Health Information Exchange (HIE) has been pivotal in improving the cost-effectiveness, efficiency, quality, and safety of healthcare delivery.
Before the introduction of the Health Information Exchanges, sharing of patient medical record data typically happened via mail, phone, or fax, which added layers of complexity and room for errors during the process.
Health Information Exchange Systems solved these problems by allowing healthcare providers to access and share patient medical record data securely and electronically so that it is available when and where clinicians and other key stakeholders need it.
Health Information Exchange is a common term among healthcare workers today, but many are stepping into the world of HIE for the first time. This guide provides the basic overview of the Health Information Exchange, its origin, and its evolution in healthcare.
What is Health Information Exchange, and who runs it?
A Health Information Exchange is a software that enables the exchange of patients’ medical information using industry-accepted standards.
- HIEs are run by both state governments and private companies
- Some HIEs are set up to exchange information within a state, while others can exchange information across several states.
- There can also be multiple Health Information Exchanges within one state.
With the help of Health Information Exchange Software, healthcare workers can share clinical information electronically while being HIPAA compliant.
The entities who use and submit data to an HIE may include:
- Public Health Agencies
- Hospitals and Clinics
- Long-term care facilities
How is the information exchanged by Health Information Exchange?
Health information can be exchanged in a few different ways using Health Information Exchange, depending on their capabilities and the providers’ ability to send and receive information.
Two basic methods of exchange used by HIEs are:
- Query-based (also known as a “pull”)
- Directed (also known as a “push”)
In this type of Information Exchange system, the provider logs into the HIE and queries the HIE, asking for a patient’s information.
For example, suppose a patient is taken to an emergency room. In that case, the doctor can use Health Information Exchange to look up whether that patient has some existing health issues or suffering from allergies. This is referred to as a data “pull.”
In this type of Information Exchange system, the provider feeds health information about the patient to the HIE.
For example, this type of information exchange occurs when one provider refers a patient to another provider. Provider 1 can send the patient’s health information to provider 2 securely via the HIE.
This type of information exchange also takes place when a person is immunized.
That data is updated in the patient record and accessed by other providers via the Health Information Exchange.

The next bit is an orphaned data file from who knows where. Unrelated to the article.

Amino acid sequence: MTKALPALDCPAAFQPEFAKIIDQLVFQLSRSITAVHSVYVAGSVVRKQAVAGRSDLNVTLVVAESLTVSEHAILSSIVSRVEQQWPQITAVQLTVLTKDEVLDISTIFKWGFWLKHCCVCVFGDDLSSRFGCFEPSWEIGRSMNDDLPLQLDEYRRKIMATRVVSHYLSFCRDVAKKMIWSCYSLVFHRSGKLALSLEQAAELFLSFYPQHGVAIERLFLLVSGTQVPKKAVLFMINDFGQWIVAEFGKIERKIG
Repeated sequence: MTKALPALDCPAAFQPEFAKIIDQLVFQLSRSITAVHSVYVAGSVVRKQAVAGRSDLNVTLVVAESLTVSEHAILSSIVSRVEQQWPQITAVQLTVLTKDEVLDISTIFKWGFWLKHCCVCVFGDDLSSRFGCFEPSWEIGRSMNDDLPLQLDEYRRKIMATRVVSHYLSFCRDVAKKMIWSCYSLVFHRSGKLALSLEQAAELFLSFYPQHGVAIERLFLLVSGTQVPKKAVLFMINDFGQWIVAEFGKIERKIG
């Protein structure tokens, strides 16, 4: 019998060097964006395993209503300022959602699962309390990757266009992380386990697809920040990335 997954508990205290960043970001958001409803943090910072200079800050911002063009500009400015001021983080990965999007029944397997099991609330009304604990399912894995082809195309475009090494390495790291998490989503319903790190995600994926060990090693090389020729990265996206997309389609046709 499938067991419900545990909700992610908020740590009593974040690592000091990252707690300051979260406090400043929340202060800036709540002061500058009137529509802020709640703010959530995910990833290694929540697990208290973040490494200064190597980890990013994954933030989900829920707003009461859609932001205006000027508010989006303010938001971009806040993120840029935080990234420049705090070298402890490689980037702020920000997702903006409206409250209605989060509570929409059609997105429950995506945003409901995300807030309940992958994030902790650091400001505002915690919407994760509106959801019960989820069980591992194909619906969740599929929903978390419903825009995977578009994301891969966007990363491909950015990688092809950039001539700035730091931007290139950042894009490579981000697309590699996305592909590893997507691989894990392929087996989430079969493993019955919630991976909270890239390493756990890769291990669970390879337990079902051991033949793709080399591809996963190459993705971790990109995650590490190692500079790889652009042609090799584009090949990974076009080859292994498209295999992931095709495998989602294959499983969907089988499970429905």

This is referred to as a data “push.”
The Benefits of HIEs in Healthcare
HIEs have been linked to several benefits in healthcare, which include – utilization, health care costs, and coordination of care. Despite that, HIEs vary greatly in their organization, services, and geographic coverage.
The Strategic Health Information Exchange Collaborative (SHIEC) is a national collaborative representing HIEs. It has 60 members who collectively cover more than 200 million people across the US.
The Origin of HIEs
The regional health information organizations (RHIOs), also known as Regional Health Information Exchanges, were the places of origin of today’s HIEs. These RHIOs were typically nonprofit and connected providers using different EHR systems through a central exchange.
Below is a brief timeline of the United States efforts around health information exchange:
John and George Hartford, the owners of the A&P grocery chain, create – The Hartford Foundation.
Community Health Information Management System (CHMIS) was formed by the Hartford Foundation to build a centralized data repository in seven communities.
Unfortunately, those communities didn’t have the technology, security, and laws around privacy to make it work. However, this was the first organized attempt at sharing public health data.
1990 – 2004
Electronic health record technology is developed, and its adoption increases. This development leads to the creation of The Office of the National Coordinator for Health Information Technology (ONC) – an HHS agency responsible for regulating the US health IT framework.
2004 – Present
Standards for the exchange of data are developed, which evolve with time.
Efforts are made to find centralized ways to coordinate data sharing, resulting in private and state-run HIEs.
Policy changes are introduced around health records during this time with the 2009 American Recovery & Reinvestment Act (ARRA).
HIE- A work in progress
HIE has been around for quite some time now, but it is still a work-in-progress.
Although it is an important prerequisite for a modern health care system, most HIEs are still in their early developmental stage. To achieve the maximum benefits, HIEs need further maturation, which will involve more innovations and the evolution of technology.
Thus, HIE will continue to be a work in progress and will be the top priority of countries that have invested in EHRs.